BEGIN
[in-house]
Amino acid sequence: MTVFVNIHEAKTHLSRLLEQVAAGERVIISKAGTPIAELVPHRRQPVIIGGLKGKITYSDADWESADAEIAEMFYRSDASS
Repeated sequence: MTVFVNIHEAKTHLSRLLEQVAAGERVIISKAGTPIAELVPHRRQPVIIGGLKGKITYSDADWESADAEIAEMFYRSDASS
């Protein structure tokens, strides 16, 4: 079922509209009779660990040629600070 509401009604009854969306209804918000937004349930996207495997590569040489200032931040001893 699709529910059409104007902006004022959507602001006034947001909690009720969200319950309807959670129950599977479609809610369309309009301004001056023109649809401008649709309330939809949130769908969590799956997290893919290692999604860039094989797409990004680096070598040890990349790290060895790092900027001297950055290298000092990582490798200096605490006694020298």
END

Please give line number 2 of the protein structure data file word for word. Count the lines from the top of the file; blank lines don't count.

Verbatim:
Amino acid sequence: MTVFVNIHEAKTHLSRLLEQVAAGERVIISKAGTPIAELVPHRRQPVIIGGLKGKITYSDADWESADAEIAEMFYRSDASS